The complex soccer culture of Cóte d'Ivoire (Ivory Coast)

Soccer unites and divides. It represents joy and resentment. Côte d'Ivoire's soccer culture is pretty complex.

The complex soccer culture of Cóte d'Ivoire (Ivory Coast)

Football, or soccer, is deeply rooted in Ivorian culture. The sport is not just a pastime. It is a source of national pride and a unifying force for the country's people.

Ivory Coast's national team, the Elephants, has a history of success. They reached the World Cup for the first time in 2006 and won the Africa Cup of Nations in 2015. The team's success has brought joy and unity to the country, transcending ethnic and regional divides.

Soccer is a big part of daily life in Côte d'Ivoire. The sport is played in neighborhoods and towns nationwide, with youth teams and local leagues providing opportunities for people of all ages. Soccer is also a popular form of entertainment, with many people gathering to watch live and televised matches.
In addition to the national team and local leagues, Ivory Coast is also home to several professional clubs. ASEC Mimosas, Africa Sports and Séwé Sport are not just sports teams. They are also cultural institutions that represent the country and its people.

It is clear that football in Côte d'Ivoire is not just a sport; it's a cultural phenomenon that can bring people together or play them apart. It reflects the country's history, identity, and aspirations and continues to play an essential role in the lives of Ivorians.

Since the late 1990s, Côte d'Ivoire has been engaged in a highly conflictual process of redefining citizenship. In the context of the crisis of the cash economy and inheritance rivalries between the heirs of Houphouëtism, cosmopolitan visions of citizenship have given way to a gradual closure of the nation and the affirmation of an ethnic-nationalist ideology that discriminates not only against immigrants but also against a whole category of Ivorian citizens whose nationality has been progressively questioned. In this context of radicalizing the question of identity, Côte d'Ivoire experienced its first coup d'état in December 1999 and its first armed rebellion in September 2002, whose primary demand was the recognition of full citizenship for northerners.

Despite the change of regime and the inauguration of Laurent Gbagbo in 2000, the identity gap has not diminished. Football, the 'king sport' in Côte d'Ivoire, reveals these tensions of ivoirité and, more broadly, reflects the issues that run through Ivorian society.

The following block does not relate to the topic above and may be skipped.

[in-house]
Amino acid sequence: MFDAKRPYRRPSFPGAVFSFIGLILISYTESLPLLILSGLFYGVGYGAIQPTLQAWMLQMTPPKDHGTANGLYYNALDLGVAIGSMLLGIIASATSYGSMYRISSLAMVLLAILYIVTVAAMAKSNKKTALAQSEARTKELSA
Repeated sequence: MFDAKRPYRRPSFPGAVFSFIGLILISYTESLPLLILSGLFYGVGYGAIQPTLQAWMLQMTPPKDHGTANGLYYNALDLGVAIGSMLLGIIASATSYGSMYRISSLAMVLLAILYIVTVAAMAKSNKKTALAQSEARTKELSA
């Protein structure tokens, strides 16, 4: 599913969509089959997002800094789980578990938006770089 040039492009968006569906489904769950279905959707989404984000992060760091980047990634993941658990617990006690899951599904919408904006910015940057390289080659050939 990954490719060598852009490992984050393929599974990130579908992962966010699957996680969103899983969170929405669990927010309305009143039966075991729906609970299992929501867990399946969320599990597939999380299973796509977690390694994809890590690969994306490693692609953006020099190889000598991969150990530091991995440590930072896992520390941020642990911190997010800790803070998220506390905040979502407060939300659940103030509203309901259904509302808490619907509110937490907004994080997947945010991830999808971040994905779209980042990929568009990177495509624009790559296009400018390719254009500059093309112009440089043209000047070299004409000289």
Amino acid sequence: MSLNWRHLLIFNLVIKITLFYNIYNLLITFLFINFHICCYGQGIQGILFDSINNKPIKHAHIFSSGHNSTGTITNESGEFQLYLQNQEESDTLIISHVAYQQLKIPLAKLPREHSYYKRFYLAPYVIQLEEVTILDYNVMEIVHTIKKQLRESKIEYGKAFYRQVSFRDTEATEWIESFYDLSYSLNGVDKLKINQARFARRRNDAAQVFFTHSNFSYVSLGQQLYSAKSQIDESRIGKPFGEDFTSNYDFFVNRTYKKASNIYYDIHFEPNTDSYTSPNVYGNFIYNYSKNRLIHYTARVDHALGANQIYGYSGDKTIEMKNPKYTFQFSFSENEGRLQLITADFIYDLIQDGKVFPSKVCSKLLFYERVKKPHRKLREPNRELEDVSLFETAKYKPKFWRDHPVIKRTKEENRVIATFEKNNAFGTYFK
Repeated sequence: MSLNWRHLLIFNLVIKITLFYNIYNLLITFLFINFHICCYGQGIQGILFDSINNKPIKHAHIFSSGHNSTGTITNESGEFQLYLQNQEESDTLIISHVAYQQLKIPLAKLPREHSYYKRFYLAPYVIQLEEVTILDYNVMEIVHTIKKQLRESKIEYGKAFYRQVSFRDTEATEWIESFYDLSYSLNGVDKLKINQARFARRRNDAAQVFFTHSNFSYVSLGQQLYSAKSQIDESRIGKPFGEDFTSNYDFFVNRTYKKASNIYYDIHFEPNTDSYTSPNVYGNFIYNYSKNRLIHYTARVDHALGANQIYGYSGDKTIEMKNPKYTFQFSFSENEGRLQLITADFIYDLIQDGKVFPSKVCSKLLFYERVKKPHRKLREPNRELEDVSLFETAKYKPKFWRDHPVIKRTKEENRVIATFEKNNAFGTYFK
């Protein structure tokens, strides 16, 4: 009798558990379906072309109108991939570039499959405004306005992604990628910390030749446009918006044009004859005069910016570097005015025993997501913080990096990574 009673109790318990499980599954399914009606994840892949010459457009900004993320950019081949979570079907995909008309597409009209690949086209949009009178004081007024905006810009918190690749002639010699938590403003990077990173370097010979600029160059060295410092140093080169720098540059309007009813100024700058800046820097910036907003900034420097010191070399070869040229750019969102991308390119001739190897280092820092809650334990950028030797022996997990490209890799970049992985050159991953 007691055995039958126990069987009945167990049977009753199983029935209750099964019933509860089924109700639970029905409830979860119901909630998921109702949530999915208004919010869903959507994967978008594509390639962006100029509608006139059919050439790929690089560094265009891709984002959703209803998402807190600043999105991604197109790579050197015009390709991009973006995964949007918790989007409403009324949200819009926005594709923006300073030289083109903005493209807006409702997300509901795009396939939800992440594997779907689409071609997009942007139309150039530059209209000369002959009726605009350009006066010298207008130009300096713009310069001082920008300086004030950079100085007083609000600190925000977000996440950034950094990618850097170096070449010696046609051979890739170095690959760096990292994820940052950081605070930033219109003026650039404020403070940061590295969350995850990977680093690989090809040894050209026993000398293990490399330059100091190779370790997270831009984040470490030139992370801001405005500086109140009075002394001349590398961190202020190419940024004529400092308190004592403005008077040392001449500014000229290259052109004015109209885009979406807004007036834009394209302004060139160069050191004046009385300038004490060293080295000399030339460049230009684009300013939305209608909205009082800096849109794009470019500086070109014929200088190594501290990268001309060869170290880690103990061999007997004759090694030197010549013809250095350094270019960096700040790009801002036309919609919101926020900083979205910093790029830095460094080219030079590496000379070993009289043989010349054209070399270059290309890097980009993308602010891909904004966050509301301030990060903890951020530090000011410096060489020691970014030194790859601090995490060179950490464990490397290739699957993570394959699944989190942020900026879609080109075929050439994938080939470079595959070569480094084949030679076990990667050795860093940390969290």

In Côte d'Ivoire, as elsewhere, football is an important vehicle for national unity. But it can also unleash indigenous passions and ethnic tensions. Today, perhaps even more than in the past, football in Côte d'Ivoire is a field of political and identity-based confrontation, used by the government's and the opposition's representatives to consolidate their regime or mobilize their troops against it. It is a political arena where different concepts of nation and citizenship clash.
But football can also support another grand narrative: national unity and sovereignty.

For or against

On 6 May 2009, the second leg of the European Champions League semi-final between Barcelona and Chelsea took place at Stamford Bridge. This sporting confrontation between two of Europe's biggest clubs took place thousands of kilometers away in Côte d'Ivoire. The English team Chelsea, with Didier Drogba, and Barça, with Yaya Toure, faced off that day against two Ivorian players, one a Christian from the southwest and the other a Muslim born in Katiola in the north. It was a match that crystallized and brought the tensions surrounding different notions of citizenship to the forefront of the political scene.

It all began with a more or less controlled "slip" by RTI (Radiodiffusion Télévision Ivoirienne), the state television station that has been accused on several occasions of bias in its coverage of the crisis in Côte d'Ivoire. Journalists called on the entire country to support Drogba, presented as the true representative of the Ivorian nation, against the team of northern Muslim Yaya Toure and Cameroonian Eto'o, who also plays for Barça. The Spanish club snatched victory from the jaws of defeat in the final minutes of this tense encounter.